Marques Colston gracefully said goodbye to New Orleans on Monday.

By early afternoon the next day, the Saints had returned the favor, parting ways with the best receiver in franchise history by lavishing praise on his contributions in a way few NFL veterans get to leave the team that drafted them anymore.

New Orleans officially acknowledged Colston’s release Tuesday, complete with statements from coach Sean Payton, general manager Mickey Loomis and owner Tom Benson, whose recognition of Colston’s achievements is rare for any player in any franchise in the NFL.

Colston left that kind of impact on the franchise.

“There have been very few players in our franchise’s history that have represented this team with the class, dignity and performance of Marques Colston,” Benson said. “In the locker room, on the field and in the community, Marques has always been a true professional, a role model and a winner who played a significant role in our team becoming a perennial contender that won a Super Bowl. On behalf of our team, I wish Marques and his family nothing but the best, and they will always be an important part of our organization.”

The decision to release Colston, who leaves the Saints as the franchise leader in catches, yards and touchdowns, was somewhat expected. By cutting Colston, the Saints save $3.2 million in salary-cap space, and the franchise’s all-time leading receiver had seen his role reduced last season to a No. 3 receiver, a spot Brandon Coleman may be able to fill for far less than the $5.9 million Colston was scheduled to count against the cap in 2016.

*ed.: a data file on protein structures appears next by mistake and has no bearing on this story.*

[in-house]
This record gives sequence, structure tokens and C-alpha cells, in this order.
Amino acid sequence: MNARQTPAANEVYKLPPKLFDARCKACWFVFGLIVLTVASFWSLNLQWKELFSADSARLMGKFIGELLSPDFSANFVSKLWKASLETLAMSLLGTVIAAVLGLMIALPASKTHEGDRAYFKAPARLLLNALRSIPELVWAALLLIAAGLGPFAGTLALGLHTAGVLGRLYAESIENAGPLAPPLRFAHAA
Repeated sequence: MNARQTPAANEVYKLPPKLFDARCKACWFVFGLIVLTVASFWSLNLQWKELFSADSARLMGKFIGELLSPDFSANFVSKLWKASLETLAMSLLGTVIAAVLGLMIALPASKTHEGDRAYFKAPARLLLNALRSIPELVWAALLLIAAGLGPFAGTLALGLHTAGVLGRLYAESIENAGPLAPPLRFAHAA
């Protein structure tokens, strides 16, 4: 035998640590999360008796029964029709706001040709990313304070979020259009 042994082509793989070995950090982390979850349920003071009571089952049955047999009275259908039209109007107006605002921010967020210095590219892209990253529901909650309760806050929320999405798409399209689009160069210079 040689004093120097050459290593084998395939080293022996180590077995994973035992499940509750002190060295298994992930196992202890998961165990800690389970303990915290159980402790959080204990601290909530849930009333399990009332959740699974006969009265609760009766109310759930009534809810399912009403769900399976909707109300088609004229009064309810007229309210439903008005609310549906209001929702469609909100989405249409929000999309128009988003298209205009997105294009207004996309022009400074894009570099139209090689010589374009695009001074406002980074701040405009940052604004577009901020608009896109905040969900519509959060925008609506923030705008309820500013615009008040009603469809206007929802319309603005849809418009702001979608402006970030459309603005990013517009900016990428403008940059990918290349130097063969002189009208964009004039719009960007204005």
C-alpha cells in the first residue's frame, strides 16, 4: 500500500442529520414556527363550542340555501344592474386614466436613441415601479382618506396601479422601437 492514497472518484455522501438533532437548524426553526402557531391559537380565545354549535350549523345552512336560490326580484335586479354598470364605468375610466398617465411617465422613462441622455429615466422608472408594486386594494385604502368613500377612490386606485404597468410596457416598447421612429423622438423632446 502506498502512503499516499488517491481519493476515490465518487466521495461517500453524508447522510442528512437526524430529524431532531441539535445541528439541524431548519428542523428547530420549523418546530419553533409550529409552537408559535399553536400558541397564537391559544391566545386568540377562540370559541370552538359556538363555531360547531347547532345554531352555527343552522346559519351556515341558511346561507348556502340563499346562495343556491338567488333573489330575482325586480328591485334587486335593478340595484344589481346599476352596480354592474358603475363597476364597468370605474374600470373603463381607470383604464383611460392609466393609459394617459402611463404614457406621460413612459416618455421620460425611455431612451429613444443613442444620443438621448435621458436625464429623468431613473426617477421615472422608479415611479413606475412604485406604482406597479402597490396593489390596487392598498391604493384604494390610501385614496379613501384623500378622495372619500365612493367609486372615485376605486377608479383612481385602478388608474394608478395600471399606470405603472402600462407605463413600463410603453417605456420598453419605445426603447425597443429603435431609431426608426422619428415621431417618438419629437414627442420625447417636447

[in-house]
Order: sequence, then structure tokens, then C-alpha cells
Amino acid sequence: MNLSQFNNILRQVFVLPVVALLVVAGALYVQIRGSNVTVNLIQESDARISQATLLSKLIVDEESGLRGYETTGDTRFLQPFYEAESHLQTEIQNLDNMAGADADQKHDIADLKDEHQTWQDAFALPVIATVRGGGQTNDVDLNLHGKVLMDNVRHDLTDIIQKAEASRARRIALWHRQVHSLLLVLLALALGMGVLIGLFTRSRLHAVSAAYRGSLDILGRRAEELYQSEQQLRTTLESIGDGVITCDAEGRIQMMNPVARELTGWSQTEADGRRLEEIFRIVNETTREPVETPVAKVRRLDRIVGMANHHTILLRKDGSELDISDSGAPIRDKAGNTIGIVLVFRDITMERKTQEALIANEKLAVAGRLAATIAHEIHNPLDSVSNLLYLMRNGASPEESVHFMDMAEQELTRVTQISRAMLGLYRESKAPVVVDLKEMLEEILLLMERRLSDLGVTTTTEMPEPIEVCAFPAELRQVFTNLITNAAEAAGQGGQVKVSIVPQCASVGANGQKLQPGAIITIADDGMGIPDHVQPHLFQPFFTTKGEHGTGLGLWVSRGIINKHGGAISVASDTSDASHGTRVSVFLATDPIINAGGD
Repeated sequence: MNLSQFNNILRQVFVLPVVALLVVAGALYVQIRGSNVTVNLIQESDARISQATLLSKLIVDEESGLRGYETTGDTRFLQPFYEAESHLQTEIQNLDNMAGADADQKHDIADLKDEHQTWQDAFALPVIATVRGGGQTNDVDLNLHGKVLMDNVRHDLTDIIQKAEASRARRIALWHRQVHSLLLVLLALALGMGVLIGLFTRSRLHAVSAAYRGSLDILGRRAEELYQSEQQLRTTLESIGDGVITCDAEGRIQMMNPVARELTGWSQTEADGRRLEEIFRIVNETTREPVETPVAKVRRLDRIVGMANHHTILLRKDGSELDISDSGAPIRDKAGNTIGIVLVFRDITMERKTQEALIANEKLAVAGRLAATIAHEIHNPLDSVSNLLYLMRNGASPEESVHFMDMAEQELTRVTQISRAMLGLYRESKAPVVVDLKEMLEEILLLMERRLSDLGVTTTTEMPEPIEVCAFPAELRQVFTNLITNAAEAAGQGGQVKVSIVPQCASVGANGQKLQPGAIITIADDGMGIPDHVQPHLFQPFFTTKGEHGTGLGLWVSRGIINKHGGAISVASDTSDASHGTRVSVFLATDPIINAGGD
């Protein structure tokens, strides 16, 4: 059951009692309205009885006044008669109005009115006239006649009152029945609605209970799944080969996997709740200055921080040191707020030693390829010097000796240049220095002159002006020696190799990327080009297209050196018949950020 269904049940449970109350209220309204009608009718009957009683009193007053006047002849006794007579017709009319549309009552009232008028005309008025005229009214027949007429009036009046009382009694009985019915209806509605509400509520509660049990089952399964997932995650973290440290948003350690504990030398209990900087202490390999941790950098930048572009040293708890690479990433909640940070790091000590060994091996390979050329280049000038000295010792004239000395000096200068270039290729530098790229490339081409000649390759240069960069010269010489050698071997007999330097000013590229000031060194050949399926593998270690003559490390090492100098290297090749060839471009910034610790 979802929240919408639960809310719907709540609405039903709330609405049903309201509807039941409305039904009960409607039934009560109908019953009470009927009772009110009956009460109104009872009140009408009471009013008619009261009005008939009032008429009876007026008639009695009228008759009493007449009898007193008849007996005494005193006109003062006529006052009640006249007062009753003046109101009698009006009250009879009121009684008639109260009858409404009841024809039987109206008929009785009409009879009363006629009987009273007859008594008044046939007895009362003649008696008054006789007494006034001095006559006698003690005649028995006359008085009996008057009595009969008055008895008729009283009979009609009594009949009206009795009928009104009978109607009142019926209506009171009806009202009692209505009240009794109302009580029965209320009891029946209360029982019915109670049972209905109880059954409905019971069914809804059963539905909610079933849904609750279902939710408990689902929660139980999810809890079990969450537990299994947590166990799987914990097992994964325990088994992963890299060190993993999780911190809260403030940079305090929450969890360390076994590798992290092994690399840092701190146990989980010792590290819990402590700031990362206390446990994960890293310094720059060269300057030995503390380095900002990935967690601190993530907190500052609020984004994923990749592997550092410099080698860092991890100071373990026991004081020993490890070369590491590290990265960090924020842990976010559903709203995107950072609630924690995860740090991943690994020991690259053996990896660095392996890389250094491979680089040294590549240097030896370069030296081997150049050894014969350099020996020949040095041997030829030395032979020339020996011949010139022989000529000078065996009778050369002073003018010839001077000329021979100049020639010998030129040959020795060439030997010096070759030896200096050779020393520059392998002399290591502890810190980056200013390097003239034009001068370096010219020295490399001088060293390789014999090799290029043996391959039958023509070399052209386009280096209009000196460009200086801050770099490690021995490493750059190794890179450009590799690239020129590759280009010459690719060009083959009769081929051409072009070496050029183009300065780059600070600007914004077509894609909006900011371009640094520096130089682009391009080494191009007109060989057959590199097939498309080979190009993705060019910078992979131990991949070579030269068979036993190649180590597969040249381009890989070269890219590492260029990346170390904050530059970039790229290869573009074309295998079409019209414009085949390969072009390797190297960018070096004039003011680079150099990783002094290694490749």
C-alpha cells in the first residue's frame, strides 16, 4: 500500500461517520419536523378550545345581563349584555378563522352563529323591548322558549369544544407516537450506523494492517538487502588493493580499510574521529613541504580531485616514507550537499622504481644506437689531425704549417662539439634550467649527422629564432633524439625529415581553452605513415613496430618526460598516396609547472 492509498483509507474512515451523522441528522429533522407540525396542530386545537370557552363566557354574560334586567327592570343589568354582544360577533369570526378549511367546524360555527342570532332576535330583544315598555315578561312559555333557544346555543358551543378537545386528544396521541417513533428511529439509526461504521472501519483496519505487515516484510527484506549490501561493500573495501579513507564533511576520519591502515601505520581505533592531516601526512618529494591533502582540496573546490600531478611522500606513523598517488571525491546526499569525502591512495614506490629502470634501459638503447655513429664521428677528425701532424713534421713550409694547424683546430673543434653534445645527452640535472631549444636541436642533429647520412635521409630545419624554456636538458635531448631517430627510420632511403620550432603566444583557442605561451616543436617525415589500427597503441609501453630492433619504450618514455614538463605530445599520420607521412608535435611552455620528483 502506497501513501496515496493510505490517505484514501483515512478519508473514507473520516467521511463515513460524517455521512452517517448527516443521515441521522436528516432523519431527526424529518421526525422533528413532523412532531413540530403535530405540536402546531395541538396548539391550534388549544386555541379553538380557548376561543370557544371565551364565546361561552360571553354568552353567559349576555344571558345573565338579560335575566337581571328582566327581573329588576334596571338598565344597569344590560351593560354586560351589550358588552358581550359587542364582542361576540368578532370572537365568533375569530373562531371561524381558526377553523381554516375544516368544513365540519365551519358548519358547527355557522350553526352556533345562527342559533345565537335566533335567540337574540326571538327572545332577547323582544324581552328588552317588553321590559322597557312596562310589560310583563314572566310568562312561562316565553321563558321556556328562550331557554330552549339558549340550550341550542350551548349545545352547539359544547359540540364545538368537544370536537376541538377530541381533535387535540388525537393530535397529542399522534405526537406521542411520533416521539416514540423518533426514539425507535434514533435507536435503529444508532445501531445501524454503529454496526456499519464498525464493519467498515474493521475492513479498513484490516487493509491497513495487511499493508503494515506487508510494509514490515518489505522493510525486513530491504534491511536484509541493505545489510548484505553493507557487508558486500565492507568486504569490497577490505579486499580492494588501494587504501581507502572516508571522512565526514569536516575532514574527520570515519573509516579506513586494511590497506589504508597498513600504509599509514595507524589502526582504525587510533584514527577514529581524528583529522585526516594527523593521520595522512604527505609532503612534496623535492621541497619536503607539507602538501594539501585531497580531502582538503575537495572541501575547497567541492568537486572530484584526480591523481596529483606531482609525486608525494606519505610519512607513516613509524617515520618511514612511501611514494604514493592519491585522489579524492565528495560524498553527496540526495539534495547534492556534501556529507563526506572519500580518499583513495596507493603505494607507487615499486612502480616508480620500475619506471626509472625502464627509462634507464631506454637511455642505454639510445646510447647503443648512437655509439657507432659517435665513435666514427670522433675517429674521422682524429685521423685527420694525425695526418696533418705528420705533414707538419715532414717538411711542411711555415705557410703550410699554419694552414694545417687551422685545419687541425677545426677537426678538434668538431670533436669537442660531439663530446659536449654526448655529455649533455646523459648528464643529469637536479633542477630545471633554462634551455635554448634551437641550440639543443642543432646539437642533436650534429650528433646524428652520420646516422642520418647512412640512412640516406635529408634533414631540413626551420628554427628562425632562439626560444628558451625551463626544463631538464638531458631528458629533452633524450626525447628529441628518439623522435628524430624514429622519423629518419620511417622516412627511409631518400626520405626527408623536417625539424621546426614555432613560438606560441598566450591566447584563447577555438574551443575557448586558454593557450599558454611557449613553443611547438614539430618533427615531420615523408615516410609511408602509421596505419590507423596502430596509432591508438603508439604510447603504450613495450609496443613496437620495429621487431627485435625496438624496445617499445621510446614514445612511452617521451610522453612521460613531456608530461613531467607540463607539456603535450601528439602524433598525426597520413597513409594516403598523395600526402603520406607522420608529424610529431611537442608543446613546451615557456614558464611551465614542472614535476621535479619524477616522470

Now, after a flurry of moves — including a decision to part ways with right guard Jahri Evans, the best Saints lineman of the past decade — New Orleans is more than $10 million under the salary cap, and an expected contract extension for Drew Brees could give the Saints as much as $20 million to continue upgrading the roster.

But the numbers did not make the decision easy.

“Releasing a player like Marques Colston, who did so much for our team both on and off the field is one of the hardest parts of this job,” Loomis said. “Coming here as a seventh-round draft pick in 2006, Marques quickly developed into one of the most productive skill-position players in our franchise’s history. Just as important was the way that he always conducted himself both on and off the field. His professionalism, leadership and the guidance that he provided to our younger players were just as instrumental to our team’s success as his significant contributions on the field.”

Colston’s example, particularly his makeup, remains a template for the Saints.

“Upon his arrival as a seventh-round draft pick 10 years ago, Marques’ immediate contributions were significant in getting this team turned around so quickly to the point where you win a Super Bowl in year four,” Payton said. “His production, consistency, toughness and work ethic were second to none. You always knew what you were going to get from Marques, and that was everything that he had. All of the characteristics that Marques possesses are what we look for in a New Orleans Saint. I thank Marques for all that he did for our team and wish him the best of luck.”